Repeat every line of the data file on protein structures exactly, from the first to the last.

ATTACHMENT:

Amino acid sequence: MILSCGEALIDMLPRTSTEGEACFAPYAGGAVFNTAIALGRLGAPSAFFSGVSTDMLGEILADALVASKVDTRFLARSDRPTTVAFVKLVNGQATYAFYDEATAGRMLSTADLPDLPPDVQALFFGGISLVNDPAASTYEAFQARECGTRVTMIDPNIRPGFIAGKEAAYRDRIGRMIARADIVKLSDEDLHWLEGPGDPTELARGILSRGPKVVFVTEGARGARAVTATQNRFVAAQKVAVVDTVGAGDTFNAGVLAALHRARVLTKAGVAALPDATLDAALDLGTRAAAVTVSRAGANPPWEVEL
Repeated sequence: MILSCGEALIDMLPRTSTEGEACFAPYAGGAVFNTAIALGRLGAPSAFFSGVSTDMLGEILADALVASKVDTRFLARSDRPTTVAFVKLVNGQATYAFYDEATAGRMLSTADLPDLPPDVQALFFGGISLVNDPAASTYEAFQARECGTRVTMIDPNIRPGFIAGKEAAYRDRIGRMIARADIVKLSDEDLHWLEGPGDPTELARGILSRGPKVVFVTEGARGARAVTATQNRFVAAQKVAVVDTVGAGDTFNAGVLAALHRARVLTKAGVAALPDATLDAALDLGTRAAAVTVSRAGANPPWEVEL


Amino acid sequence: MILSCGEALIDMLPRTSTEGEACFAPYAGGAVFNTAIALGRLGAPSAFFSGVSTDMLGEILADALVASKVDTRFLARSDRPTTVAFVKLVNGQATYAFYDEATAGRMLSTADLPDLPPDVQALFFGGISLVNDPAASTYEAFQARECGTRVTMIDPNIRPGFIAGKEAAYRDRIGRMIARADIVKLSDEDLHWLEGPGDPTELARGILSRGPKVVFVTEGARGARAVTATQNRFVAAQKVAVVDTVGAGDTFNAGVLAALHRARVLTKAGVAALPDATLDAALDLGTRAAAVTVSRAGANPPWEVEL
Repeated sequence: MILSCGEALIDMLPRTSTEGEACFAPYAGGAVFNTAIALGRLGAPSAFFSGVSTDMLGEILADALVASKVDTRFLARSDRPTTVAFVKLVNGQATYAFYDEATAGRMLSTADLPDLPPDVQALFFGGISLVNDPAASTYEAFQARECGTRVTMIDPNIRPGFIAGKEAAYRDRIGRMIARADIVKLSDEDLHWLEGPGDPTELARGILSRGPKVVFVTEGARGARAVTATQNRFVAAQKVAVVDTVGAGDTFNAGVLAALHRARVLTKAGVAALPDATLDAALDLGTRAAAVTVSRAGANPPWEVEL